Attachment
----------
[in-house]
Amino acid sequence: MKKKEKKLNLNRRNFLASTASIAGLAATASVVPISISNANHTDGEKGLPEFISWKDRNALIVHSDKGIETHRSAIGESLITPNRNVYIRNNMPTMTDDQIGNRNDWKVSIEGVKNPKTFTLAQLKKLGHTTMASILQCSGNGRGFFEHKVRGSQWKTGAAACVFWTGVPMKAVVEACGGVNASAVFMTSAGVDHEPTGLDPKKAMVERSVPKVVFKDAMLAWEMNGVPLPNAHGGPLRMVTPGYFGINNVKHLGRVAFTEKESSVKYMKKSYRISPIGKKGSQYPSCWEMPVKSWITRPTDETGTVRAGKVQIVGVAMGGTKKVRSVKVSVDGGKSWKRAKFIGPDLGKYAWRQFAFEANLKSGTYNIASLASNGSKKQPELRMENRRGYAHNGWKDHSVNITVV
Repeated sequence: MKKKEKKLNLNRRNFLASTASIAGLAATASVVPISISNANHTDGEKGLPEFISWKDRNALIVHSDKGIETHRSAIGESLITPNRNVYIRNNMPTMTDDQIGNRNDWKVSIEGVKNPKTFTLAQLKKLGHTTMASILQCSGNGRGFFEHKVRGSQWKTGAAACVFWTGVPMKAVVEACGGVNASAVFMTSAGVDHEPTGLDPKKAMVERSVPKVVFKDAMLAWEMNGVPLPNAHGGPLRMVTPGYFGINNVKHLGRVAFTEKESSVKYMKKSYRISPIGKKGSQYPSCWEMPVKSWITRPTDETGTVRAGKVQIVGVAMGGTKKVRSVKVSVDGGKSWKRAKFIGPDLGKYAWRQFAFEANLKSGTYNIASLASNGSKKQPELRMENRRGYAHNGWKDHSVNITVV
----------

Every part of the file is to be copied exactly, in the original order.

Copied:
[in-house]
Amino acid sequence: MKKKEKKLNLNRRNFLASTASIAGLAATASVVPISISNANHTDGEKGLPEFISWKDRNALIVHSDKGIETHRSAIGESLITPNRNVYIRNNMPTMTDDQIGNRNDWKVSIEGVKNPKTFTLAQLKKLGHTTMASILQCSGNGRGFFEHKVRGSQWKTGAAACVFWTGVPMKAVVEACGGVNASAVFMTSAGVDHEPTGLDPKKAMVERSVPKVVFKDAMLAWEMNGVPLPNAHGGPLRMVTPGYFGINNVKHLGRVAFTEKESSVKYMKKSYRISPIGKKGSQYPSCWEMPVKSWITRPTDETGTVRAGKVQIVGVAMGGTKKVRSVKVSVDGGKSWKRAKFIGPDLGKYAWRQFAFEANLKSGTYNIASLASNGSKKQPELRMENRRGYAHNGWKDHSVNITVV
Repeated sequence: MKKKEKKLNLNRRNFLASTASIAGLAATASVVPISISNANHTDGEKGLPEFISWKDRNALIVHSDKGIETHRSAIGESLITPNRNVYIRNNMPTMTDDQIGNRNDWKVSIEGVKNPKTFTLAQLKKLGHTTMASILQCSGNGRGFFEHKVRGSQWKTGAAACVFWTGVPMKAVVEACGGVNASAVFMTSAGVDHEPTGLDPKKAMVERSVPKVVFKDAMLAWEMNGVPLPNAHGGPLRMVTPGYFGINNVKHLGRVAFTEKESSVKYMKKSYRISPIGKKGSQYPSCWEMPVKSWITRPTDETGTVRAGKVQIVGVAMGGTKKVRSVKVSVDGGKSWKRAKFIGPDLGKYAWRQFAFEANLKSGTYNIASLASNGSKKQPELRMENRRGYAHNGWKDHSVNITVV